FDIC adopted a final rule to enhance the resilience, safety, and soundness of state savings associations and banks supervised by the FDIC that are affiliated with systemically important U.S. and foreign banking organizations (also known as covered FDIC-supervised institutions). Under the final rule, covered FDIC-supervised institutions are required to ensure that their qualified financial contracts (QFCs) do not allow for immediate cancellation or termination under certain circumstances.
The final rule requires that QFCs of covered FDIC-supervised institutions, including those with foreign counterparties, clarify that they are subject to temporary stays under U.S. resolution regimes. In addition, QFCs of covered FDIC-supervised institutions are prohibited from allowing the exercise of default rights against, or imposing transfer restrictions on, the covered FDIC-supervised institution based on the entry of an affiliate of the covered FDIC-supervised institution into bankruptcy. The final rule also amends the definitions of "qualifying master netting agreement" and related terms in the FDIC's capital and liquidity rules to account for the final rule.
FDIC issued a proposed rule on this issue last year. The final rule reflects changes made to the proposal in response to comments received by FDIC. Requirements of this final rule are substantively identical to those contained in the final rule recently adopted by FED. QFCs include derivatives, securities lending, and short-term funding transactions such as repurchase agreements. These transactions can pose a threat to financial stability in times of market stress.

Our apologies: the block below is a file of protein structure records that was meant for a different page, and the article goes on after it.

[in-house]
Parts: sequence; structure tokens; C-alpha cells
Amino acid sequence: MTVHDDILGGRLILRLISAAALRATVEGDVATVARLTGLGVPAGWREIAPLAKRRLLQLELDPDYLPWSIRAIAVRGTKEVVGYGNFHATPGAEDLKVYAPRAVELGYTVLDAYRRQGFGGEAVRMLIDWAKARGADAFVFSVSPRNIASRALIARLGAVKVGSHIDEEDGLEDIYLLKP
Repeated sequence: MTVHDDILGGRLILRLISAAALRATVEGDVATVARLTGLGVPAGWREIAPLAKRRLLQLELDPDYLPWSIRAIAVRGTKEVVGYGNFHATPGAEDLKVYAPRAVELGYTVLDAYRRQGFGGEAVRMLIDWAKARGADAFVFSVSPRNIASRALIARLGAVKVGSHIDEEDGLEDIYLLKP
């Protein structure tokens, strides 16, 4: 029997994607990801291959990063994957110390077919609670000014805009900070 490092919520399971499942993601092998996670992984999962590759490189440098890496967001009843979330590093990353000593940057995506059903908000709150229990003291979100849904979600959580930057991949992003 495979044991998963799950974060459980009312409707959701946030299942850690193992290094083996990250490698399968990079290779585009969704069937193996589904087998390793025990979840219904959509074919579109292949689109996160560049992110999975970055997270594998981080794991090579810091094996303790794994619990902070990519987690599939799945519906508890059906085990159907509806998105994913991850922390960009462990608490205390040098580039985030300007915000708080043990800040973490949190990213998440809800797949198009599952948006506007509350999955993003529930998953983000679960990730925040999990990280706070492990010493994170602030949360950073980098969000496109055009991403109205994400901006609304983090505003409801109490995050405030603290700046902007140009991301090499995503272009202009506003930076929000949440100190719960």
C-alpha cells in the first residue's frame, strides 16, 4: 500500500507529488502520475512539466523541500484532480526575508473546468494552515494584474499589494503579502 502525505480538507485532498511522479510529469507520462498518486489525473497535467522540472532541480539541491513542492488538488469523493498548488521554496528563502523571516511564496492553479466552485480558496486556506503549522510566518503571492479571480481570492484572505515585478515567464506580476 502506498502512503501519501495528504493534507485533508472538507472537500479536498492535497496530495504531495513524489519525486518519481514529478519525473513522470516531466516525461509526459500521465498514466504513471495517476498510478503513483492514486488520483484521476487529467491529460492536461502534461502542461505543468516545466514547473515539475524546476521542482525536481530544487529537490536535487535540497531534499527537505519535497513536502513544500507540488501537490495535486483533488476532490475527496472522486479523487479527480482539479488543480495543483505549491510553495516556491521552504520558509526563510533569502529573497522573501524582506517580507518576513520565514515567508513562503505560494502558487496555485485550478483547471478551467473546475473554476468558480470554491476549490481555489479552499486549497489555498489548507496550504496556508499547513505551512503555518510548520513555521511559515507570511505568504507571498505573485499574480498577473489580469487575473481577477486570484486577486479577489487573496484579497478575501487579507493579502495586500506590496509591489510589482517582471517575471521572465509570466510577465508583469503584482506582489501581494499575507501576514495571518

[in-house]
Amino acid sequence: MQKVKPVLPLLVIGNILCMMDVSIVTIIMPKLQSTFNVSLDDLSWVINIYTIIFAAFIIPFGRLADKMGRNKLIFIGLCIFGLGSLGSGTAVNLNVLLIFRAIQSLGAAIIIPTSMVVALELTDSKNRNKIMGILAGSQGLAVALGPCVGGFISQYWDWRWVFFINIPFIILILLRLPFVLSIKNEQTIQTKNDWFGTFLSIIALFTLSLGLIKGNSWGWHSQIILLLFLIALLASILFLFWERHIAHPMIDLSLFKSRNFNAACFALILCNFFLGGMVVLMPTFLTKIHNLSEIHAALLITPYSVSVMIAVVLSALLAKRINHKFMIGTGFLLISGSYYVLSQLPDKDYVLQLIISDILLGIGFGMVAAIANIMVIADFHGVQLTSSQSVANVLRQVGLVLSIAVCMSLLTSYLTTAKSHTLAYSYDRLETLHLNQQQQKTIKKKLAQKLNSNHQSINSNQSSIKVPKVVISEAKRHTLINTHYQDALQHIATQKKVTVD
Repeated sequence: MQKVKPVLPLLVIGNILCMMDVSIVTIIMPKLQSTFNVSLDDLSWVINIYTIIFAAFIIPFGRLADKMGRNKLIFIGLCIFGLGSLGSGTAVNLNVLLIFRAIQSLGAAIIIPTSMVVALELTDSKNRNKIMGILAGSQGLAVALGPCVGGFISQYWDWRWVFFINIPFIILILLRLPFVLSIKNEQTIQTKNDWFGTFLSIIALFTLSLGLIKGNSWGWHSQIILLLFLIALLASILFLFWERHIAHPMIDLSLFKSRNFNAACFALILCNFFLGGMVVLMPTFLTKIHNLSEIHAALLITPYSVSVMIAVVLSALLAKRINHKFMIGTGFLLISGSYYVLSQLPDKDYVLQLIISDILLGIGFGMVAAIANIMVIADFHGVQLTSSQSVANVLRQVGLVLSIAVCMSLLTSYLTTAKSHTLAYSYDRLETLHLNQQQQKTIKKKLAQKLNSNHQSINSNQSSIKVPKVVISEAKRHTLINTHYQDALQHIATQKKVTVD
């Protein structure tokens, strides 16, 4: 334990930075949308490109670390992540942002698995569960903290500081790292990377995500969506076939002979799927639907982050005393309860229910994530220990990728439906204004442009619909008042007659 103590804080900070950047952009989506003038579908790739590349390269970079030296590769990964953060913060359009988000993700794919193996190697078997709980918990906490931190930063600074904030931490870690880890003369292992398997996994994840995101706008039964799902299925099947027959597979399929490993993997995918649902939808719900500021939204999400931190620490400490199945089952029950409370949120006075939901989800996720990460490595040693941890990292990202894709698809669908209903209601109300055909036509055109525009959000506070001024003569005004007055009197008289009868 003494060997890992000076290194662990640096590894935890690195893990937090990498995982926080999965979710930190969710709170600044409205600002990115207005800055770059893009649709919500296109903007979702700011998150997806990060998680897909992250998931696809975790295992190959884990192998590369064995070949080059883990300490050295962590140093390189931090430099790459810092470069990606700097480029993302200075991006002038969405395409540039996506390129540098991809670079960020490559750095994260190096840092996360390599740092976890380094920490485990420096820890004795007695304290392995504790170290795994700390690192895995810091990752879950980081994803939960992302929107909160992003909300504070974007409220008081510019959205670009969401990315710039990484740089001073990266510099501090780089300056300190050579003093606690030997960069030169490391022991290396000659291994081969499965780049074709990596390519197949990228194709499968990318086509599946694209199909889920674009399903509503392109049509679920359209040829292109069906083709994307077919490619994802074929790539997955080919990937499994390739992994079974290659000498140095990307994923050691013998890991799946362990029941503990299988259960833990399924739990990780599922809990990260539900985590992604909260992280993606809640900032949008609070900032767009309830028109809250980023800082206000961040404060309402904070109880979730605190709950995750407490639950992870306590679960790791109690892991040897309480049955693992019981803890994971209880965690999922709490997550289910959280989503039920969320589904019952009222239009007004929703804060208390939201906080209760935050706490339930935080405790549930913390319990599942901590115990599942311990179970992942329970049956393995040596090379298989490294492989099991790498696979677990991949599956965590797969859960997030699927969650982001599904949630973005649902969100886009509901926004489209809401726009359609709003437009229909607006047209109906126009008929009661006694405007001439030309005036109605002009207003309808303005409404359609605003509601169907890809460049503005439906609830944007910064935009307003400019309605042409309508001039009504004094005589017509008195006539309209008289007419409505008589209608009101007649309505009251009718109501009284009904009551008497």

Related Link: Final Rule (QFC)
Keywords: Americas, US, Securities, OTC Derivatives, QFC, Covered Institutions, FED, FDIC
Previous ArticleOSFI Released for Comment Revisions to 2018 LICAT Guideline
Next ArticleFSOC Releases Annual Report for 2017
PRA, via the consultation paper CP12/20, proposed changes to its rules, supervisory statements, and statements of policy to implement certain elements of the Capital Requirements Directive (CRD5).
EIOPA published the financial stability report that provides detailed quantitative and qualitative assessment of the key risks identified for the insurance and occupational pensions sectors in the European Economic Area.
EBA published its risk dashboard for the first quarter of 2020 together with the results of the risk assessment questionnaire.
EBA announced that the next stress testing exercise is expected to be launched at the end of January 2021 and its results are to be published at the end of July 2021.
PRA published the consultation paper CP11/20 that sets out its expectations and guidance related to auditors’ work on the matching adjustment under Solvency II.
MAS published a statement guidance on dividend distribution by banks.
APRA updated its capital management guidance for banks, particularly easing restrictions around paying dividends as institutions continue to manage the disruption caused by COVID-19 pandemic.
FSB published a report that reviews the progress on data collection for macro-prudential analysis and the availability and use of macro-prudential tools in Germany.
EBA issued a statement reminding financial institutions that the transition period between EU and UK will expire on December 31, 2020; this will end the possibility for the UK-based financial institutions to offer financial services to EU customers on a cross-border basis via passporting.
SRB published guidance on operational continuity in resolution and financial market infrastructure (FMI) contingency plans.